Non-verbal communication is the communication we emit without, or on top of, using words. It encompasses intonation of our communication, body language, different kinds of audio or visual signs and overall answers the question of how we say something.
When communicating, we would always heavily combine verbal and non-verbal communication. Unlike formal-informal distinction, verbal and non-verbal communication are complementary and it is encouraged to use, and understand, both at the same time. Especially in spoken communication (face to face, video), non-verbal communication will always be present and the kinds of body language we use will be part of the message we are conveying. This is especially true if we try not to use body language and other forms of the non-verbal message – it will only amplify the non-verbal spectre of communication.
Various research has been made to study verbal and non-verbal communication and each of them concluded that all of us actually convey more information through non-verbal than through verbal communication. This means that when we communicate with someone, it is more important HOW we say something than WHAT we say. For the purpose of this course, we will not delve deeper into explaining why this is but it is important to be aware of this. Communication science is a huge area and in these few minutes, we only covered the very very basics. In the next lecture, we will see how all of this applies in a remote environment.
In the previous lecture we have covered the fundamentals of communication and the difference between formal and informal, verbal and non-verbal. Let’s now take a quick look at how those types apply in remote settings.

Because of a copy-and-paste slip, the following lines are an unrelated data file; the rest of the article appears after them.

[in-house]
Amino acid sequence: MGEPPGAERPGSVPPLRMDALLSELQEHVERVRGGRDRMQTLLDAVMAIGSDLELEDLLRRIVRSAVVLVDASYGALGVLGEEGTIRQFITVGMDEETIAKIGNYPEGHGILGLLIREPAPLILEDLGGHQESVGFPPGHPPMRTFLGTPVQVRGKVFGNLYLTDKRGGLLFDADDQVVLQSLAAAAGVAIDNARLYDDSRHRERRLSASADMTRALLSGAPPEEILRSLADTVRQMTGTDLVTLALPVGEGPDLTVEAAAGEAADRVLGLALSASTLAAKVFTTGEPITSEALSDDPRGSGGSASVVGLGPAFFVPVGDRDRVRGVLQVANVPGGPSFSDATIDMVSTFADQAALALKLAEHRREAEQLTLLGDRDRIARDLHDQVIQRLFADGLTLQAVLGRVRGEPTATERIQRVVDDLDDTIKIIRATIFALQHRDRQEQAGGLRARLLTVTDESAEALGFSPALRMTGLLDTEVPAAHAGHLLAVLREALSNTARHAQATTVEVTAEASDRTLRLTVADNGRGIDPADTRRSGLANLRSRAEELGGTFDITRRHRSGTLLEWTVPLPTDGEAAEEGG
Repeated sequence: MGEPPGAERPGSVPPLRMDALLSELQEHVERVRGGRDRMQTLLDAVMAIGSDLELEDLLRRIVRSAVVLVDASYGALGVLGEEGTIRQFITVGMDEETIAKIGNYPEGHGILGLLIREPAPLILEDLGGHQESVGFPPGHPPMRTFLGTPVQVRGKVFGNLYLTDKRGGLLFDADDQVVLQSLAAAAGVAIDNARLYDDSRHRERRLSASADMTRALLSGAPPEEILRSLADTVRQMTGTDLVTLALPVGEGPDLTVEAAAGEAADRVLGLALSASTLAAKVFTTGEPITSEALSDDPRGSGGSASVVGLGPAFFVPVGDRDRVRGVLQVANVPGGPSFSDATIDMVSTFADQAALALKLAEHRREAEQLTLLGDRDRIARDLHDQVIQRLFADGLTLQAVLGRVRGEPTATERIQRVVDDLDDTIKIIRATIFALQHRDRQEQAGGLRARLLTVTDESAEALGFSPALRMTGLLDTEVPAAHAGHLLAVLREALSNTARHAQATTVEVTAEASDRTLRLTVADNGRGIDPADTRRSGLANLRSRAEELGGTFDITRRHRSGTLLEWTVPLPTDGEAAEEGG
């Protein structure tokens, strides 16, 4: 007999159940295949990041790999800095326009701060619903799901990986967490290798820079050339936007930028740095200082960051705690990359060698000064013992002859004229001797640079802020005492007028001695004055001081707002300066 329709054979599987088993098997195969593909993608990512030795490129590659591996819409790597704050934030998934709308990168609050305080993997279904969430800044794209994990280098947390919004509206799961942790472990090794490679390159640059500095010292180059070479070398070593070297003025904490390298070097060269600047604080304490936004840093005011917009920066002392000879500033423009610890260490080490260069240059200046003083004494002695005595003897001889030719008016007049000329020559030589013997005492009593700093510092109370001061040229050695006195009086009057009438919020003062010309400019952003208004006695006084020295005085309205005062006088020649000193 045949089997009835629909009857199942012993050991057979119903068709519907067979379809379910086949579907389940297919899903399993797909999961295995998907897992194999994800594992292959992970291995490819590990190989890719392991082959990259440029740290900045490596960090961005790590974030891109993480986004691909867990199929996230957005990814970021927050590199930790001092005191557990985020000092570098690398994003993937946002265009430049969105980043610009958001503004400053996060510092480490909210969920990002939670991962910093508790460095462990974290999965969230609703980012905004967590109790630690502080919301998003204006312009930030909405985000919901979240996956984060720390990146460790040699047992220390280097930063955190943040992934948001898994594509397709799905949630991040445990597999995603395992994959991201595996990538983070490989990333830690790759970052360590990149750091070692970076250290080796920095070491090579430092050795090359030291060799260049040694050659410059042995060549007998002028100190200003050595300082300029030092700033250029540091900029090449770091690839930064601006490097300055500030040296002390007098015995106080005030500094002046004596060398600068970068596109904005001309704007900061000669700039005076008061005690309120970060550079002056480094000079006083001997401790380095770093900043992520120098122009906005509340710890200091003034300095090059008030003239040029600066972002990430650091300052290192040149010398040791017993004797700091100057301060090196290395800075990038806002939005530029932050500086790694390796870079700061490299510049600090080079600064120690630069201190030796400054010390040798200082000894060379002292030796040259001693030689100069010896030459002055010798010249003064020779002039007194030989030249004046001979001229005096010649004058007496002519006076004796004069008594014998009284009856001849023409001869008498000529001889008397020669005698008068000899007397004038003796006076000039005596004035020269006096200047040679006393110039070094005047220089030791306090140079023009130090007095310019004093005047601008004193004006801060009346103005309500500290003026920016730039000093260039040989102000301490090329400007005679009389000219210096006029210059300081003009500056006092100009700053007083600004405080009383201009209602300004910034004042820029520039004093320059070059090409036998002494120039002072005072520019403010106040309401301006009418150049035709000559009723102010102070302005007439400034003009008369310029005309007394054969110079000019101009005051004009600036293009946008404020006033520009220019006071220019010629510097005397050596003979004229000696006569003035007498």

If you are a leader in a remote organization, the importance of understanding different aspects and ways of communication will be more amplified than with in-office communication. This is because you are working with people you did not have a chance to meet in person, yet you need to make them feel welcome and as a part of a community. Communicating too formally and they will easily disengage and will not develop proper cultural fit. Communicate too informally and they might get too relaxed which will affect their output and productivity. Finding the right balance is not an exact science and depends on the personality of the recipients and the kind of culture you are trying to nurture in the organization. It is important to always be on the lookout for potential communication discomfort signs from the other party and by that try and adjust the level of formality.
Given that remote organizations are in their nature more progressive than average, the formal communication will also be more progressive. This means that:
Utilizing this approach to communication, remote organizations will save on operational complexity, time and costs to deliver a message. As a leader in the remote organization, you need to know your team and know which delivery option is appropriate for what kind message. Think of the level of formality, the impact message has, and the amount of it’s traceability that you require. Do you need a document signature, an assumption that a chat message has been read or an acknowledgment on the call?
In-person communication is something that remote-only organizations can afford very rarely and definitely not any time they’d like. If the team is spread across the globe, flying it in for a meeting would not be a good way to spend the money. This is one of the biggest drawbacks of working remotely. By not being able to meet face to face at will, everyone in the organization needs to excel at other types of communication listed above as well as have a strong understanding of verbal and non-verbal messaging. As a leader, you need to especially be aware of this and find ways to “read” people and ensure that you are nurturing their success and happiness in the workplace by communicating via chats and calls efficiently with them.